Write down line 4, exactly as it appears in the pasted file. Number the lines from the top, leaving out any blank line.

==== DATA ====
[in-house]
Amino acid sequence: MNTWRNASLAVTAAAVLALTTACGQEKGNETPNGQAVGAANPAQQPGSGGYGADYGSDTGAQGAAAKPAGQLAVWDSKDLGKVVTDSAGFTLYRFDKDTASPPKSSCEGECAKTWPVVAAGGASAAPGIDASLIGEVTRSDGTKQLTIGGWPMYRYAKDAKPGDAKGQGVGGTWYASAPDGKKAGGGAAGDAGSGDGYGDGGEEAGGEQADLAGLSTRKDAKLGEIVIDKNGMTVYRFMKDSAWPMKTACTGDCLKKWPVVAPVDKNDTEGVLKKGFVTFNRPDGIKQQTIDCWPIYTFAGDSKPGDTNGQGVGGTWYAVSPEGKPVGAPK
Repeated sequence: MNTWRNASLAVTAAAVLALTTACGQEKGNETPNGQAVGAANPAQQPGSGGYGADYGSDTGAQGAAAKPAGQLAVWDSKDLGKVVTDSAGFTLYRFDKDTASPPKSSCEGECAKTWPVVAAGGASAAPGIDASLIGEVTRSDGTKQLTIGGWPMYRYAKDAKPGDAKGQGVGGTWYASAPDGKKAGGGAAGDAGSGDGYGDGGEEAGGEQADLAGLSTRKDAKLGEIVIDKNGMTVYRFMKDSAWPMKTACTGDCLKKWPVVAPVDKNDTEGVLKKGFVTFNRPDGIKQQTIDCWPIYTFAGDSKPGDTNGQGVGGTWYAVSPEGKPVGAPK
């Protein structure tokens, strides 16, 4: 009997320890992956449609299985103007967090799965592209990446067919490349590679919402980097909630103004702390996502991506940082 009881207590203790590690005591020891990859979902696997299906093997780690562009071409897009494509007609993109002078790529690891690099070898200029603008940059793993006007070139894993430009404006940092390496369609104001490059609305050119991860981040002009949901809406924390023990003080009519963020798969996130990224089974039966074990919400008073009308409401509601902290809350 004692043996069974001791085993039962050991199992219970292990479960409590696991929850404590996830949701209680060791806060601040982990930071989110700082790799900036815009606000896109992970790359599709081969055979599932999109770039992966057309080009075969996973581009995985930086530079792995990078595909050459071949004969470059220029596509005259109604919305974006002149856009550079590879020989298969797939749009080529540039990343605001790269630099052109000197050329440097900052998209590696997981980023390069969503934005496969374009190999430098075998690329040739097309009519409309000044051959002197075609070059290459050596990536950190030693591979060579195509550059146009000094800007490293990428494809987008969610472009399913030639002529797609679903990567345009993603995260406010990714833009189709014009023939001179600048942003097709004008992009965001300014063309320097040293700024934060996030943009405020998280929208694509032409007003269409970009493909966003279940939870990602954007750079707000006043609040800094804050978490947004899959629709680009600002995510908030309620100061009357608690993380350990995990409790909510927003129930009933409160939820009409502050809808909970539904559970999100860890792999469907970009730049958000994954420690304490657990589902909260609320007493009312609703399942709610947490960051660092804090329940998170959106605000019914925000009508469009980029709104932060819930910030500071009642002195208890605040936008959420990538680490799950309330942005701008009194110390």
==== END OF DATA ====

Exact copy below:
């Protein structure tokens, strides 16, 4: 009997320890992956449609299985103007967090799965592209990446067919490349590679919402980097909630103004702390996502991506940082 009881207590203790590690005591020891990859979902696997299906093997780690562009071409897009494509007609993109002078790529690891690099070898200029603008940059793993006007070139894993430009404006940092390496369609104001490059609305050119991860981040002009949901809406924390023990003080009519963020798969996130990224089974039966074990919400008073009308409401509601902290809350 004692043996069974001791085993039962050991199992219970292990479960409590696991929850404590996830949701209680060791806060601040982990930071989110700082790799900036815009606000896109992970790359599709081969055979599932999109770039992966057309080009075969996973581009995985930086530079792995990078595909050459071949004969470059220029596509005259109604919305974006002149856009550079590879020989298969797939749009080529540039990343605001790269630099052109000197050329440097900052998209590696997981980023390069969503934005496969374009190999430098075998690329040739097309009519409309000044051959002197075609070059290459050596990536950190030693591979060579195509550059146009000094800007490293990428494809987008969610472009399913030639002529797609679903990567345009993603995260406010990714833009189709014009023939001179600048942003097709004008992009965001300014063309320097040293700024934060996030943009405020998280929208694509032409007003269409970009493909966003279940939870990602954007750079707000006043609040800094804050978490947004899959629709680009600002995510908030309620100061009357608690993380350990995990409790909510927003129930009933409160939820009409502050809808909970539904559970999100860890792999469907970009730049958000994954420690304490657990589902909260609320007493009312609703399942709610947490960051660092804090329940998170959106605000019914925000009508469009980029709104932060819930910030500071009642002195208890605040936008959420990538680490799950309330942005701008009194110390």